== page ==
When we speak of radicalism in any field of philosophy or politics, it is with the intent of complete reform relative to the current status-quo. In essence, what certifies an aspect of social refurbishment to felt needed, or craved, and why is that so radical in the first instance?
Radicalism is the complete oppositional stance to contemporary society in some ordeal, fashion or scheme. For instance, regarding feminism, or the current economic plan, or what religious movements govern the majority viewpoint. Many seem to associate any from of radicalism with connotations of negativity and obstructiveness, that is often met with satirical comments as to mock the impact of the minority influence. It is as if anything that deviates so extensively from our current set of norms, beliefs and values is almost so abstract that it’s existence cannot be thought of to exist in a material sense. But this, of course, is only relative to current, common understanding that is ingrained into our consciousness through decades of indoctrination that effectively tattoos ‘correct’ social structure into ignorant minds. What is unbelievable, is the fact that people outright refuse to acknowledge mass reformation, and better yet, fail to provide an argument for the stability of the current system. Perhaps it is just much easier to maintain a passive front, accepting existence with few questions – this, however, is damaging and never leads to any changes that we would all like to see.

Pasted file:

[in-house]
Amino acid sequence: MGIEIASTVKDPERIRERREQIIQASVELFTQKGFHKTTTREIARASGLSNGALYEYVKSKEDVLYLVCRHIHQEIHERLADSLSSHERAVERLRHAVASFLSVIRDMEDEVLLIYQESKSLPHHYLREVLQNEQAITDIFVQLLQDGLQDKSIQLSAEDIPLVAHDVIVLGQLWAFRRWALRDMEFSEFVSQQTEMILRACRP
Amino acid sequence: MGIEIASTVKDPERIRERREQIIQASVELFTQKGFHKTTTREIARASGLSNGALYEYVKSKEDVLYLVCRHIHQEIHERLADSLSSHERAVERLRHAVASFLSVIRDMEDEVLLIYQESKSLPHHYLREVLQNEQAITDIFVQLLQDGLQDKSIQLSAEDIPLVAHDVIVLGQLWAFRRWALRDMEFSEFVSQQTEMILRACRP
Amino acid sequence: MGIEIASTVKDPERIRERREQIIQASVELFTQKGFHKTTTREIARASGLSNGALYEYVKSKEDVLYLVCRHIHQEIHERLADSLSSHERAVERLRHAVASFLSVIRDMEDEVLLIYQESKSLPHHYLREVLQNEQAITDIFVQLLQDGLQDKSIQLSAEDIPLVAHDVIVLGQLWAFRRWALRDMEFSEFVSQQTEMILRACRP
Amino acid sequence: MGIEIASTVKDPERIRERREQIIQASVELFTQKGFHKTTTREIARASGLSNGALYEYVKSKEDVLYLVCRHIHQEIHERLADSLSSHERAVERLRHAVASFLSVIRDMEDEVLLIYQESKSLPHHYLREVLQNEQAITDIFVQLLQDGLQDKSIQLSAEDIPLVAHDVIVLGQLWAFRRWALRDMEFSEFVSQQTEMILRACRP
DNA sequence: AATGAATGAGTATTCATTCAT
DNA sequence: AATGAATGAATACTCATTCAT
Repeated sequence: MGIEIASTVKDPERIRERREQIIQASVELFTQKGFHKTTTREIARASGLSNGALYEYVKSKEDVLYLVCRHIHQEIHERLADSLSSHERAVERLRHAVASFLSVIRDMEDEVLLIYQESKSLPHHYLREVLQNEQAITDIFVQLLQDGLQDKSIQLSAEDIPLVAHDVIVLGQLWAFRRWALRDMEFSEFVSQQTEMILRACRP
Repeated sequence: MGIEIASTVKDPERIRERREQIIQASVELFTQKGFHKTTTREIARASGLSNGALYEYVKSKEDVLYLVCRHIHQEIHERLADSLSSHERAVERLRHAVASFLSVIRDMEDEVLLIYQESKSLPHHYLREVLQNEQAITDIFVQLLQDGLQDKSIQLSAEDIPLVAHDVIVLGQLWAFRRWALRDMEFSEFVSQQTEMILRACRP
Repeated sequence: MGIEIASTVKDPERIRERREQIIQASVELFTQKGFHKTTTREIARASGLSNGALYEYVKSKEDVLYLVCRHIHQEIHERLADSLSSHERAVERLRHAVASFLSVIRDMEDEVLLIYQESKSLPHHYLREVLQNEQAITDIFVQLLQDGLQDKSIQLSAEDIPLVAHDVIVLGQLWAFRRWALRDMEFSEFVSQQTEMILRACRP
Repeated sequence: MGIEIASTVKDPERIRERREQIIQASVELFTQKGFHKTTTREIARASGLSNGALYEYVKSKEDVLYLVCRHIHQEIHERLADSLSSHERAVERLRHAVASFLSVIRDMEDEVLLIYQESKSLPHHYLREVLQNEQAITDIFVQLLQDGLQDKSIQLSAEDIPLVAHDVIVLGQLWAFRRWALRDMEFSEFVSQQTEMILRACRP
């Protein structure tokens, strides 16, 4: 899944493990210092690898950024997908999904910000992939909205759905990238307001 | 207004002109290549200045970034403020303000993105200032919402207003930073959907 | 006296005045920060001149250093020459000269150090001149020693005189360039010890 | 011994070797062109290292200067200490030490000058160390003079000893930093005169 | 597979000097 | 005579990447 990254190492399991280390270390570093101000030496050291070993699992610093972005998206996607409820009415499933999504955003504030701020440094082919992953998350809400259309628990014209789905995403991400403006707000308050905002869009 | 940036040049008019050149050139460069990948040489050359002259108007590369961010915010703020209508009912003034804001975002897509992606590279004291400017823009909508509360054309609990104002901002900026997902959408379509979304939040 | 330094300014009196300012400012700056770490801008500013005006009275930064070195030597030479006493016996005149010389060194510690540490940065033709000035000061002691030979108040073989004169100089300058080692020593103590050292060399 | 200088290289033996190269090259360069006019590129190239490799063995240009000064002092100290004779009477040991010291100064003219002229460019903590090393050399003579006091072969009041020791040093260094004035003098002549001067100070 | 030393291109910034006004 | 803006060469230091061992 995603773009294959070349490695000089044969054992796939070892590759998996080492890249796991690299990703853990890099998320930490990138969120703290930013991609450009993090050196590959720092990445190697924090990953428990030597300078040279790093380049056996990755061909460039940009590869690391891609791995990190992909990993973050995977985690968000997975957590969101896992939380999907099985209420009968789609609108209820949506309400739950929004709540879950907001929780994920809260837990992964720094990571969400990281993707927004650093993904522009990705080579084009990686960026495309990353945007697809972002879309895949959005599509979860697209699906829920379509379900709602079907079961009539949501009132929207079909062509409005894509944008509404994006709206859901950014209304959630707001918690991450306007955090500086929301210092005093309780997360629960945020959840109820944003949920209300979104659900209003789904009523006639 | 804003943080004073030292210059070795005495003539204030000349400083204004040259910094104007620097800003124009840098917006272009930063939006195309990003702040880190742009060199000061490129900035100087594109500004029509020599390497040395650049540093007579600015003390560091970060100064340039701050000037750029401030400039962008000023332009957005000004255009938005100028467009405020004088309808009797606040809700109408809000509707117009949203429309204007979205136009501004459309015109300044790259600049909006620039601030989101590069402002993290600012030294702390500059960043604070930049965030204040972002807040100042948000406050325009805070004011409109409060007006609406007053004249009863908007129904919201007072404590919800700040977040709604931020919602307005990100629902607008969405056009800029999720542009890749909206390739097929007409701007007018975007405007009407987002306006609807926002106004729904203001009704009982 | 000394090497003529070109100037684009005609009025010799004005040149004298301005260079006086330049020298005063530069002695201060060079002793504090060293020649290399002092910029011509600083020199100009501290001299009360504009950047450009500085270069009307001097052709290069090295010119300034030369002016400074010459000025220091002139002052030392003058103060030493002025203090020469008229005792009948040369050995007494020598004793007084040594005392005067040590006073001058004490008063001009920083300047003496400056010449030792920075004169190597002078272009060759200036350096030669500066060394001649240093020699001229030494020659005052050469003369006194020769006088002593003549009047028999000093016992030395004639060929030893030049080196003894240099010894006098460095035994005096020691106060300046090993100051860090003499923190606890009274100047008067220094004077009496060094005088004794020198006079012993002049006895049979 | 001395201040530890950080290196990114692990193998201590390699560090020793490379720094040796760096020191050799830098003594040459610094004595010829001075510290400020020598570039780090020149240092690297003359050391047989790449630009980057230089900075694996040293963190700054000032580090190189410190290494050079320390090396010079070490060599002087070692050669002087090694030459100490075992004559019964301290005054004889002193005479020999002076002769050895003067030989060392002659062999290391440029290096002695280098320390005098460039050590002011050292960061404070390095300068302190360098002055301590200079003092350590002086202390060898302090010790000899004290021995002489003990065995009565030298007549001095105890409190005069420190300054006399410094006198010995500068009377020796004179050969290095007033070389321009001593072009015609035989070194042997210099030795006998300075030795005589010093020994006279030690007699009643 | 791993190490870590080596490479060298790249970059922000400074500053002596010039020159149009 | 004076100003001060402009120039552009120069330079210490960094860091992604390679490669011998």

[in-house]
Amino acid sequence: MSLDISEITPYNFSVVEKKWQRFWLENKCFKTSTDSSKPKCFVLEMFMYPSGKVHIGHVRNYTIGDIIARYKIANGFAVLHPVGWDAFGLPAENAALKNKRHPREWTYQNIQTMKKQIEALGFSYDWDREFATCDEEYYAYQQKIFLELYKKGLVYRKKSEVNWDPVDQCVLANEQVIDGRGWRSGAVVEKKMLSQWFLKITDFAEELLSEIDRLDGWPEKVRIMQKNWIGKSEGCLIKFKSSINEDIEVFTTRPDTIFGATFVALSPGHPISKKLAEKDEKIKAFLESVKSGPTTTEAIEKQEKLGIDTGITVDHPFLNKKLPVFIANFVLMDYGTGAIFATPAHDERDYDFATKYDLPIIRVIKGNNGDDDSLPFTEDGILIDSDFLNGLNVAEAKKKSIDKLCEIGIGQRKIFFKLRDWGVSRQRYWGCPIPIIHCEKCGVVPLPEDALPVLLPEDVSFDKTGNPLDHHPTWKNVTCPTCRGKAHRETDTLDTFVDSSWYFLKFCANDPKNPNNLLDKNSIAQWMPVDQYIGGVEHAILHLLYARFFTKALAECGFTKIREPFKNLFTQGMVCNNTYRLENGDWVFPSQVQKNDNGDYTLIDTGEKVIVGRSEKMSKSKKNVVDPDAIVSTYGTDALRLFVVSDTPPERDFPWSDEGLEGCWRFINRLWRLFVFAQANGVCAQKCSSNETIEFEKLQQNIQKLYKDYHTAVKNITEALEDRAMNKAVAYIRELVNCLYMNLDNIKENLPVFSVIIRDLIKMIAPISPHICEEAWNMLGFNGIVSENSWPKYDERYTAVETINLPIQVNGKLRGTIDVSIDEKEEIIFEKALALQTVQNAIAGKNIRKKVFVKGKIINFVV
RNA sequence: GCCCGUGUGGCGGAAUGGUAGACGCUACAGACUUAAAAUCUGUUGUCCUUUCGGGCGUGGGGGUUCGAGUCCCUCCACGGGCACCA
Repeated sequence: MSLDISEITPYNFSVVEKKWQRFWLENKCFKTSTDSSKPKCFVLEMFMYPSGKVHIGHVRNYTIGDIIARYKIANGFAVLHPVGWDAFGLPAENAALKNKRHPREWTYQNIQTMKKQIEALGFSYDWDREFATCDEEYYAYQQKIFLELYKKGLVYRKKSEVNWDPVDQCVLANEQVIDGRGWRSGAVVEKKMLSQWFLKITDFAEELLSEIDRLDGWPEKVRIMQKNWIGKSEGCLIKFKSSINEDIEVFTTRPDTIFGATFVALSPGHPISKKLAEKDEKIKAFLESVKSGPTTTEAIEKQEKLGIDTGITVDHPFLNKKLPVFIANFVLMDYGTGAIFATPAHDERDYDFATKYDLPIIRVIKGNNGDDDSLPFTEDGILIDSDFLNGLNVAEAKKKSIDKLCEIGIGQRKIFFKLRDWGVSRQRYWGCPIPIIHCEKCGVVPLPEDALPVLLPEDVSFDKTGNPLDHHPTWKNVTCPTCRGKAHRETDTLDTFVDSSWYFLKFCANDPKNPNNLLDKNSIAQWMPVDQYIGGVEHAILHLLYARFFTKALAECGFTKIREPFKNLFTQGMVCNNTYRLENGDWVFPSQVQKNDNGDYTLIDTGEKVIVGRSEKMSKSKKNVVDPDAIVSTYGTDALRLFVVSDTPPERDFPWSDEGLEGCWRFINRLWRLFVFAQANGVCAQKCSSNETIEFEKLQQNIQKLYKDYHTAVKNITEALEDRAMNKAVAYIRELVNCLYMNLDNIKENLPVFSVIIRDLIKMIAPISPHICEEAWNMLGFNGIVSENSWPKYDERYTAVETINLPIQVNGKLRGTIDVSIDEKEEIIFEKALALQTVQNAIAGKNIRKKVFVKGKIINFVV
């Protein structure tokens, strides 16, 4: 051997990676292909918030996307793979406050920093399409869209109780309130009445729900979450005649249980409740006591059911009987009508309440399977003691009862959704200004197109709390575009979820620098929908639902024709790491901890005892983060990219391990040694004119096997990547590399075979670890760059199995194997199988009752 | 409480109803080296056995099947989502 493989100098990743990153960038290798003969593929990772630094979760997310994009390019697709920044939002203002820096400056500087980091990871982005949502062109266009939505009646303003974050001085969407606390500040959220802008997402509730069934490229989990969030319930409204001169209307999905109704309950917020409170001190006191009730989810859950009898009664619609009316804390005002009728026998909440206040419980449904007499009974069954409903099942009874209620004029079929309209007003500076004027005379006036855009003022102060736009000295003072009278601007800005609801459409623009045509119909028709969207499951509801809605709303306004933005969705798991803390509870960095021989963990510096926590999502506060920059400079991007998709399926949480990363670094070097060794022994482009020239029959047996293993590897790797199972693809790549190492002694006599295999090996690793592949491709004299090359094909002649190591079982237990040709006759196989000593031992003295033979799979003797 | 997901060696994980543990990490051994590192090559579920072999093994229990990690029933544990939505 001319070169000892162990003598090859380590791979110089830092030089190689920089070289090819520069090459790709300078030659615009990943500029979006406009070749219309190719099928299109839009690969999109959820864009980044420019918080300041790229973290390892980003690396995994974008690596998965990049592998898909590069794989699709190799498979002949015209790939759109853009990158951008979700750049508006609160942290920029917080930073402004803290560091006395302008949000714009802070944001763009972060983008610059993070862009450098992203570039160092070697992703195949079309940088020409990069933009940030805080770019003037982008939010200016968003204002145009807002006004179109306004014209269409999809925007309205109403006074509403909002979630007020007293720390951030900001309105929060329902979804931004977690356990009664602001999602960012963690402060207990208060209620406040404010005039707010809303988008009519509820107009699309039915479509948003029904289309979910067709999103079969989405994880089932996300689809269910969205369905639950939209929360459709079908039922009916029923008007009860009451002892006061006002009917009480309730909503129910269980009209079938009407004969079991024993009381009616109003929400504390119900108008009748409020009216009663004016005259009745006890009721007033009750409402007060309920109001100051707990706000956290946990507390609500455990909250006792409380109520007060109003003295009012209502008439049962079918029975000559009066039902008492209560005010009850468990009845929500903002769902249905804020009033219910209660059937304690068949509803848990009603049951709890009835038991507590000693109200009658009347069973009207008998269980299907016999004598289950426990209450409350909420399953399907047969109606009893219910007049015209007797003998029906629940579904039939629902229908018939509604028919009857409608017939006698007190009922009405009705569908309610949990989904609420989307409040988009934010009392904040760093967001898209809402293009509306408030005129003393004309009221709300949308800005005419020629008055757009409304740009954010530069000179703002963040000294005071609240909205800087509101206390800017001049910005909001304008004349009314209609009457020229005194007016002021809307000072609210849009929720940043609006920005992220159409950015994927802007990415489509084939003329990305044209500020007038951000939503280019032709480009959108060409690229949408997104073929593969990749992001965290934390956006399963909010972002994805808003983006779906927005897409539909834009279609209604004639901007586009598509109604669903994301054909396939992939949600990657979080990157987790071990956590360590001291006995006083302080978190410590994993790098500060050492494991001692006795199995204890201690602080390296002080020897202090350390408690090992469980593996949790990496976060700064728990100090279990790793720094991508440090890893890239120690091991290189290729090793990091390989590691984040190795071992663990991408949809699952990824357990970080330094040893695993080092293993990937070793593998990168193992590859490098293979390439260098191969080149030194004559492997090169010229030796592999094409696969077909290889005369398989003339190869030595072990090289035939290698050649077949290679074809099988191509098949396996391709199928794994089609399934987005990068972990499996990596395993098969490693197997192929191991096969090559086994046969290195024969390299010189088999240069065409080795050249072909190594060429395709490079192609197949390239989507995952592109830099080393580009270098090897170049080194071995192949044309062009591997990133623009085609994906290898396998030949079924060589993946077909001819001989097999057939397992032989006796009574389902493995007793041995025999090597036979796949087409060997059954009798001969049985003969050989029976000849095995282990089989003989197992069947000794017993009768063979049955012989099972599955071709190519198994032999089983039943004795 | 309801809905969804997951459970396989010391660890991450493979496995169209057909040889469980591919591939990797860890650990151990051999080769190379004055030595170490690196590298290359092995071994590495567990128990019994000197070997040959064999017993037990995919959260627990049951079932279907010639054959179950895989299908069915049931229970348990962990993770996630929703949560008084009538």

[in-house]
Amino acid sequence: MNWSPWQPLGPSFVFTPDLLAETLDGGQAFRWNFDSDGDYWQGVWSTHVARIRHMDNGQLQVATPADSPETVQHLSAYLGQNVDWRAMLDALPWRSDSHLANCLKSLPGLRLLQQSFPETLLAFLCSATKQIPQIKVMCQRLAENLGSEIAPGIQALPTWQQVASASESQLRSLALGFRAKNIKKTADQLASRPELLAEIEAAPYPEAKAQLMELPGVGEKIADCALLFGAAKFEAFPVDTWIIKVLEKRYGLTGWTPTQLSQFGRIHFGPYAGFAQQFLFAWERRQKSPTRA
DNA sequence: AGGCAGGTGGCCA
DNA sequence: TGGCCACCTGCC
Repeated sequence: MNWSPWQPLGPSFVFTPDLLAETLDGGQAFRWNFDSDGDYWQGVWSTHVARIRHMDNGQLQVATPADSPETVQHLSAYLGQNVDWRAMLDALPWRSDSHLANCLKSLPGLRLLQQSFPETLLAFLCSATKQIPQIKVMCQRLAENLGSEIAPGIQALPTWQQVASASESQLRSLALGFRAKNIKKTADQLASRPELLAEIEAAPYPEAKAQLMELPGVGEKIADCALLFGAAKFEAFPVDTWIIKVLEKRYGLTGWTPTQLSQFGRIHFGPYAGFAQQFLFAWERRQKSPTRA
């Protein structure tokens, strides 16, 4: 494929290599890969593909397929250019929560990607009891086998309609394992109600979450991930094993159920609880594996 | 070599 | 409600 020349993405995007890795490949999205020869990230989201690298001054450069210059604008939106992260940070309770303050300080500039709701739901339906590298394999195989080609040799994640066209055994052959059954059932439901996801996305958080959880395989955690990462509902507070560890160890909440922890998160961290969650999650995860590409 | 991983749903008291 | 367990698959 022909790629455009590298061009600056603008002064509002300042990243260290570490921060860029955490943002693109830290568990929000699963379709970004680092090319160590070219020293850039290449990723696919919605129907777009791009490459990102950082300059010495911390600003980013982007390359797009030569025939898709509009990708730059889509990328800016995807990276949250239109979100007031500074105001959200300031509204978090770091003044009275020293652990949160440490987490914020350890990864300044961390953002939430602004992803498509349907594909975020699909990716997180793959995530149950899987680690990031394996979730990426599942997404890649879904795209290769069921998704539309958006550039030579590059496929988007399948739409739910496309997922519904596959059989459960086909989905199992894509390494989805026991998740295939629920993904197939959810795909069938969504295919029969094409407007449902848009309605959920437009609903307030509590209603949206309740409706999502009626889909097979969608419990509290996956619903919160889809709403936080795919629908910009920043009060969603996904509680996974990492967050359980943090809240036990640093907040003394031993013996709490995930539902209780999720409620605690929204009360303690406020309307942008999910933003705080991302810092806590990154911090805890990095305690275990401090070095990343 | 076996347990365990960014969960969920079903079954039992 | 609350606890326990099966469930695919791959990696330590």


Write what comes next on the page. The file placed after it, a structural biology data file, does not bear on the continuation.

Norms do change. As do beliefs and values, therefore a sense of radicalism regarding one particular thing can only exist for some period of time before attitudes ameliorate, and we see some other things become radical. For example, it was once radical to believe women could occupy any proportion of the full-time workforce, now, this is the norm. Currently, overturning patriarchy is a woeful, radical task with much opposition. As such, radicalism does adapt with the time. But with hope, reformation will come.
Above all, what makes radicalism so distanced and unlikable is the very fact that we are not inclined to like change whether or not we advocate for it; the very idea of it is nauseating – but, nevertheless, still what the majority of us really crave.
With a bit of fight, grief and hardship a socialist, feminist future may just be forthcoming.